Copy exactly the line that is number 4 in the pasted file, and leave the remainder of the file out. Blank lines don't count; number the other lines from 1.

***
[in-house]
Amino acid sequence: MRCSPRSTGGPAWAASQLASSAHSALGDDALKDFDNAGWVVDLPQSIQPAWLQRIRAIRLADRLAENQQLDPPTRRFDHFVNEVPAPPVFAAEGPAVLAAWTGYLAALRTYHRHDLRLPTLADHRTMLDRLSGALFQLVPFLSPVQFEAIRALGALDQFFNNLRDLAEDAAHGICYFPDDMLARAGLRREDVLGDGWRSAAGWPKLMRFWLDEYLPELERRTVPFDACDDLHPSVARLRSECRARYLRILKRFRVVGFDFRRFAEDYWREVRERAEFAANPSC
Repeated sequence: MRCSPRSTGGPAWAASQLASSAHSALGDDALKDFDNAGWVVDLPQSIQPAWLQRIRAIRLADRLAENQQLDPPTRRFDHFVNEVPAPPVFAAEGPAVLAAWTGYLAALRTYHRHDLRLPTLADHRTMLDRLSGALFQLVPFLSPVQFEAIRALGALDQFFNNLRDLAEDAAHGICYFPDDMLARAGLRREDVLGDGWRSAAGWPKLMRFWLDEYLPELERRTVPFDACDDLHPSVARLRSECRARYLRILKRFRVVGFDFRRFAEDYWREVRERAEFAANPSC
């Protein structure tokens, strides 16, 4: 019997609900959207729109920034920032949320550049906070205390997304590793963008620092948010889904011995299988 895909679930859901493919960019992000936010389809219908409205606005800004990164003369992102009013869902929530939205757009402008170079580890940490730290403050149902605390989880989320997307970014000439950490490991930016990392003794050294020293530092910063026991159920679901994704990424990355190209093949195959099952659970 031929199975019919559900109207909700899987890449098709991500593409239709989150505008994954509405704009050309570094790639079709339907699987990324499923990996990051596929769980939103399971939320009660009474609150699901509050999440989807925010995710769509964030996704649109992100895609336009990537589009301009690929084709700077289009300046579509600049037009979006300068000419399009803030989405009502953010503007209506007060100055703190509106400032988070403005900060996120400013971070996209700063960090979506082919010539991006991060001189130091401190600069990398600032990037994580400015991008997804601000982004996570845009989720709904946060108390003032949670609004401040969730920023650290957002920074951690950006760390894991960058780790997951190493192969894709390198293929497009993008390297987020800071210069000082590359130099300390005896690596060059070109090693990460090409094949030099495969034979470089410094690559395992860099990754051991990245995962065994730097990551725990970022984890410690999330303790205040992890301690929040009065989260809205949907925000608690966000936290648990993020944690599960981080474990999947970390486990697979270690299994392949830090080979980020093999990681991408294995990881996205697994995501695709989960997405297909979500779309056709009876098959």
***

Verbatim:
């Protein structure tokens, strides 16, 4: 019997609900959207729109920034920032949320550049906070205390997304590793963008620092948010889904011995299988 895909679930859901493919960019992000936010389809219908409205606005800004990164003369992102009013869902929530939205757009402008170079580890940490730290403050149902605390989880989320997307970014000439950490490991930016990392003794050294020293530092910063026991159920679901994704990424990355190209093949195959099952659970 031929199975019919559900109207909700899987890449098709991500593409239709989150505008994954509405704009050309570094790639079709339907699987990324499923990996990051596929769980939103399971939320009660009474609150699901509050999440989807925010995710769509964030996704649109992100895609336009990537589009301009690929084709700077289009300046579509600049037009979006300068000419399009803030989405009502953010503007209506007060100055703190509106400032988070403005900060996120400013971070996209700063960090979506082919010539991006991060001189130091401190600069990398600032990037994580400015991008997804601000982004996570845009989720709904946060108390003032949670609004401040969730920023650290957002920074951690950006760390894991960058780790997951190493192969894709390198293929497009993008390297987020800071210069000082590359130099300390005896690596060059070109090693990460090409094949030099495969034979470089410094690559395992860099990754051991990245995962065994730097990551725990970022984890410690999330303790205040992890301690929040009065989260809205949907925000608690966000936290648990993020944690599960981080474990999947970390486990697979270690299994392949830090080979980020093999990681991408294995990881996205697994995501695709989960997405297909979500779309056709009876098959």